Cornelius, formerly known as the Mystery Monkey of Tampa Bay, has tested positive for the herpes B virus.
Wildlife officials on Thursday received test results from blood that was drawn last week when the wild rhesus macaque was captured in a neighborhood near Lake Maggiore.
The results show Cornelius is healthy, but carries herpes B, a common virus in rhesus macaques, said veterinarian Don Woodman, who has been examining the animal since his capture.
The virus is not life-threatening for the monkey, but may cause "relatively mild lesions," Woodman said.
"It doesn't really change anything for Cornelius," Woodman said. "I don't see that this creates a need to euthanize him."
The virus is of greater concern to humans, who can contract it by getting bitten or scratched by a monkey. Symptoms can take up to two weeks to emerge and include fever, headache and blisters near the wound.
Humans who contract the virus can develop encephalitis, a mostly fatal illness that causes swelling of the brain. Of the 22 herpes B cases in recorded history, 15 people have died from encephalitis, according to the National Institutes of Health.
Before his capture last week, the monkey bit Elizabeth Fowler, 60, outside her home.
As a precaution, she was treated for rabies and herpes. A blood test found no evidence of disease.
After she learned of the monkey's diagnosis, she consulted with a doctor Friday and decided to get more tests just to be sure, said Fowler's daughter, Shannon.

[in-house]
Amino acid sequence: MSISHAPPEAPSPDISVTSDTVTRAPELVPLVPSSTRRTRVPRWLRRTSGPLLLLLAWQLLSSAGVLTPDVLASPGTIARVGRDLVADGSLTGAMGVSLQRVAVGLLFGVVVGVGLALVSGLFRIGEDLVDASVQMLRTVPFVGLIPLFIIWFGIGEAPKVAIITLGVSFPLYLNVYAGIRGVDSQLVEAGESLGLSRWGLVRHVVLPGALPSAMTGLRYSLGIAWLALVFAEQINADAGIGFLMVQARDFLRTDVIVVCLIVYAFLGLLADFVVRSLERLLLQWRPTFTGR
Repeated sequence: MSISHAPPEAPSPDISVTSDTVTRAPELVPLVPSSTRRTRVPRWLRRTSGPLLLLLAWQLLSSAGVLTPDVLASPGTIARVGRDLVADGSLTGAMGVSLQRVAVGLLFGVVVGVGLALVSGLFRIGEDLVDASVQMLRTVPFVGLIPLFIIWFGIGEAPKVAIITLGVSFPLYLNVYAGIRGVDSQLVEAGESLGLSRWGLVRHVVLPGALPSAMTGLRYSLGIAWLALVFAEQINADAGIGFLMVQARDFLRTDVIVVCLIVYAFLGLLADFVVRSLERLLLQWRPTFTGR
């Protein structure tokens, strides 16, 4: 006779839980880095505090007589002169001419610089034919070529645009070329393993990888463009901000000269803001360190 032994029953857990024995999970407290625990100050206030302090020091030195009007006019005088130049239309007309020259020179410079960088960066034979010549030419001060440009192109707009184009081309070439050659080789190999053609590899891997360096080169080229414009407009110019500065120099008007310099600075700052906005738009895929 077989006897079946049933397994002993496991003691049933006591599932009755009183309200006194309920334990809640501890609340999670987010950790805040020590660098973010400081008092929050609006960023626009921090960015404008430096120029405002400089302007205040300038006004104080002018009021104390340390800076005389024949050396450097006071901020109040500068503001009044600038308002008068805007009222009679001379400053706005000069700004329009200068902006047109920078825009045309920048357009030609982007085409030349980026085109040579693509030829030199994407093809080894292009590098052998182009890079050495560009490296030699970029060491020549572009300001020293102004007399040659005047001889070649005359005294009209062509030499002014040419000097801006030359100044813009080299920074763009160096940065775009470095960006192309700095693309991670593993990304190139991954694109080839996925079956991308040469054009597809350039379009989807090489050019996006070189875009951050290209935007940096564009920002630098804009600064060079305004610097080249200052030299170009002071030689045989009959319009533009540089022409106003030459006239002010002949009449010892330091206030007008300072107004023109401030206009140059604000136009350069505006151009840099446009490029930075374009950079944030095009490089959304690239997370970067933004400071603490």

"She's been fine," said Shannon Fowler. "She's been taking care of herself."
Dr. John Sinnott, director of infectious diseases at the University of South Florida and Tampa General Hospital, said contracting herpes B from a monkey is "a rare event."
"If he were in my back yard," he said, "I wouldn't be losing any sleep over it."
The virus, however, may make it more challenging for wildlife officials to find Cornelius a good home because he could infect others of his kind.
At least one facility, Dade City's Wild Things, is interested in adopting Cornelius after his 30-day quarantine. News that he has the virus doesn't change that, said Wild Things director Kathy Stearns.
The 22-acre facility is home to more than 200 animals, including jaguars, zebras and several monkeys.
"At this point, I fear that no one is going to want him now," Stearns said.
Stearns said the facility will find a female macaque for Cornelius if he comes to live there.
Wildlife officials have not yet decided if Cornelius should be moved to the Dade City facility, said Florida Fish and Wildlife Conservation Commission spokesman Baryl Martin.
Cornelius was captured Oct. 24 with two tranquilizer darts. He was taken to wildlife rescuer Vernon Yates's facility for a 30-day quarantine.
Only one more exam, which will test the monkey for tuberculosis, is pending, Woodman said.
"Vernon's and my concern from the very beginning has been to save this animal's life," Woodman said.
Laura C. Morel can be reached at (727)893-8713, or email@example.com.